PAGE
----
Thomas Hobbes, the 17th-century English philosopher, wrote about the idea of the “consent of the people” in his seminal work, “Leviathan.” In this work, Hobbes argued that the legitimacy of government depends on the willingness of individuals to give up some of their natural rights and freedoms in exchange for the protection and security provided by the state.
Hobbes believed that the state of nature, without a strong central authority, was a state of war and chaos, and that individuals would voluntarily give up their rights to a sovereign in order to establish a social contract and ensure their safety and security. This idea of the social contract was central to Hobbes’ political philosophy, and he saw the consent of the people as necessary for the legitimacy of the state.
While Hobbes’ ideas have been highly influential in the development of political philosophy, his views on the nature of the state and the social contract have been widely debated and criticized. Nevertheless, the idea of the consent of the people remains an important principle in democratic governance, where the legitimacy of the government depends on the willingness of citizens to accept its authority.
Zimbabwe is currently in its last stretch home to a crucial election where stakes are already high. Both incumbent, Zanu PF leader and President Emmerson Mnangagwa and Nelson Chamisa, who leads the main opposition Citizen for Coalition Change (CCC) are seeking nothing but victory.
Mnangagwa wants to run for his second and last term, if the constitution is not butchered to allow him a third term, while Chamisa, buoyed by the recent victories in the by-elections, is adamant that this time around “victory is certain.”
Looking at the political set up in Zimbabwe, Hobbes’ ideas on the “consent of the people” and the social contract are reflected in several ways.
Firstly, the idea of the social contract is evident in the Zimbabwean constitution, which outlines the rights and responsibilities of citizens and the state. The constitution establishes the framework for a democratic system of government, where the legitimacy of the state depends on the willingness of citizens to accept its authority.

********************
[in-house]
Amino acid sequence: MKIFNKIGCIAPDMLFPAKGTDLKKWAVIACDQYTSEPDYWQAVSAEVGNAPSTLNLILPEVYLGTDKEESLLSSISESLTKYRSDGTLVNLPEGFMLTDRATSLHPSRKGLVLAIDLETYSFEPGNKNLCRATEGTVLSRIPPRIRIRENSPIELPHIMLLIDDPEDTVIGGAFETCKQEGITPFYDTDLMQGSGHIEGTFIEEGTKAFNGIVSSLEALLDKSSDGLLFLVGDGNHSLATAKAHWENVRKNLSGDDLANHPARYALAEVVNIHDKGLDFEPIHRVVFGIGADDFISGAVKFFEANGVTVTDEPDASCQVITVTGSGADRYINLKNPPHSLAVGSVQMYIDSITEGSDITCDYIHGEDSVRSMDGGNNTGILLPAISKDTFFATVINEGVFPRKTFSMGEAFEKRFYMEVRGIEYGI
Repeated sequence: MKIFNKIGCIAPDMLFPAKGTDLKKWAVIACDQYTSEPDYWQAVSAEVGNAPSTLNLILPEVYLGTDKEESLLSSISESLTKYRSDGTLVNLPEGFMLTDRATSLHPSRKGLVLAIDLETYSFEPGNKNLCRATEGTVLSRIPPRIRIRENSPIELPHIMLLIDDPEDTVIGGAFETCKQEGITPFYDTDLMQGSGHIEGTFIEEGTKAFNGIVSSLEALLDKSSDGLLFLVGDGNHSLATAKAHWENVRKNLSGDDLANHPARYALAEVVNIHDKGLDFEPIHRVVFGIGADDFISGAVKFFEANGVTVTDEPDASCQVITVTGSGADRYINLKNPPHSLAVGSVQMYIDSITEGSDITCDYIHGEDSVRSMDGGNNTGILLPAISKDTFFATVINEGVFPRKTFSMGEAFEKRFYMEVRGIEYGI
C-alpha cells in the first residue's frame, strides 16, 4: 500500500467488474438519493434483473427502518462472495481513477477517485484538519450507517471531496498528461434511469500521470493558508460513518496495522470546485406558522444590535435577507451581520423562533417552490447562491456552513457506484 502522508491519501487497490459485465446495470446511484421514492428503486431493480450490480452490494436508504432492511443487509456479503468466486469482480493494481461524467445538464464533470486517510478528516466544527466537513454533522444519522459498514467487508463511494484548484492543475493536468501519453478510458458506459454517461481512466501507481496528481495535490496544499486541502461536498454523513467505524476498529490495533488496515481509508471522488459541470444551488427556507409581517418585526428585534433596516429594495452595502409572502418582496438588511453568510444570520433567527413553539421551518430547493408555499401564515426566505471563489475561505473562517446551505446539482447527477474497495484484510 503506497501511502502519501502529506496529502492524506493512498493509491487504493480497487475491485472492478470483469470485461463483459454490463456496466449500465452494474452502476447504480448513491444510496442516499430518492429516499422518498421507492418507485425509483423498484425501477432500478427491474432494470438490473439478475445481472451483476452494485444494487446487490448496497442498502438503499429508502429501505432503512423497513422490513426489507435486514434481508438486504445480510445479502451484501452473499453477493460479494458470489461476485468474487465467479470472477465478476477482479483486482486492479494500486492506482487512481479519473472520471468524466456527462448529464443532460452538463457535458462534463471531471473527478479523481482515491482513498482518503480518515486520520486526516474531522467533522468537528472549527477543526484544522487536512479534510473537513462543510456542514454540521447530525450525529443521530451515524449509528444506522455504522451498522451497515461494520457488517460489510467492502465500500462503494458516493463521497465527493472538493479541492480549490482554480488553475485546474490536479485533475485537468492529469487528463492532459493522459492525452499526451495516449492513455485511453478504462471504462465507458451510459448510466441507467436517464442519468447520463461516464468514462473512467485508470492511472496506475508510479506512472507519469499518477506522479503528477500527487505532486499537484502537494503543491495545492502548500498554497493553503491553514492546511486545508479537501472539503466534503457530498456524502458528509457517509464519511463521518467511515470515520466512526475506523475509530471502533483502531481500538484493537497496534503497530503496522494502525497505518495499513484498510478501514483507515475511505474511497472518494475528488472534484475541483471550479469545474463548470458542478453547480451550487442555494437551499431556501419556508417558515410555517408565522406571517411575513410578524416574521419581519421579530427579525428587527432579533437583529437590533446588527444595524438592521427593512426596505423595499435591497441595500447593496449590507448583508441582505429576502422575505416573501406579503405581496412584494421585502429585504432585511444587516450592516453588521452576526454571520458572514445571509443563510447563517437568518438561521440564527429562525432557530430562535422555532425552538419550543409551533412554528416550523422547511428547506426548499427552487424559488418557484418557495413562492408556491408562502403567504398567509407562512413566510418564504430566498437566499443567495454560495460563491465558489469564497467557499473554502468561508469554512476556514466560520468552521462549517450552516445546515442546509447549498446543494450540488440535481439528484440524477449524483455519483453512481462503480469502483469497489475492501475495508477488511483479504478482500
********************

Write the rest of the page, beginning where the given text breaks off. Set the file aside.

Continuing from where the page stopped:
This speaks into freedoms which everyone including the opposition political actors should enjoy. Such freedoms include being allowed to gather freely, associate freely and be able to vote for a candidate of one’s choice.
However, in practice, the reality of the political system in Zimbabwe falls short of this ideal. Under the rule of the late veteran leader, Robert Mugabe, the government was known for suppressing opposition voices, rigging elections, and using violence to intimidate voters. This created a situation where the consent of the people was not freely given, but rather coerced through fear and intimidation.
In the run up to the 2018 elections, Mnangagwa allowed the opposition to freely campaign and sell their manifestos to the citizens. The country enjoyed a relatively free and peaceful electoral campaign period for the first time in two decades, a feat which earned him respect even from the international community.
Chamisa, then under the MDC Alliance, traversed the width and breathe of the country without fear, and this allowed the people of Zimbabwe to exercise their consent without coercion.
Despite events of August 1 where protestors were gunned down, many commented on the nature of the electoral period which was peaceful. This breathed a fresh breeze of hope that elections, going forward will be free and fair erasing the recent history of electoral violence and intimidation which has made it difficult for citizens to express their consent through the ballot box.
The Mugabe regime was notorious for suppressing opposition voices and rigging elections, leading to widespread mistrust in the political process.
The positive strides that Mnangagwa took in the run up to the 2018 elections are slowly being eroded by reports of the banning of the opposition political rallies by the Zimbabwe Republic Police.
Chamisa’s party claims that over 63 rallies have been banned and this usually leads to a disputed election where the winner eventually suffers a legitimacy crisis.
In a democratic system, the legitimacy of the government depends on the willingness of the people to accept its authority. This consent is typically expressed through regular, free, and fair elections, where citizens have the right to choose their leaders and hold them accountable for their actions. Thus, where one party is not allowed to freely campaign, the whole electoral process becomes a comic dramatic work that is meant to wood-wink the general populace.
These developments are cause for concern and, if not nibbed in the bud, could signal a return to the authoritarianism of the Mugabe era. While Zimbabwe trudges towards the crucial plebiscite, It is important for all organs of the State to play their role in making sure that the winner of the forthcoming election wins everything including legitimacy and the people’s consent.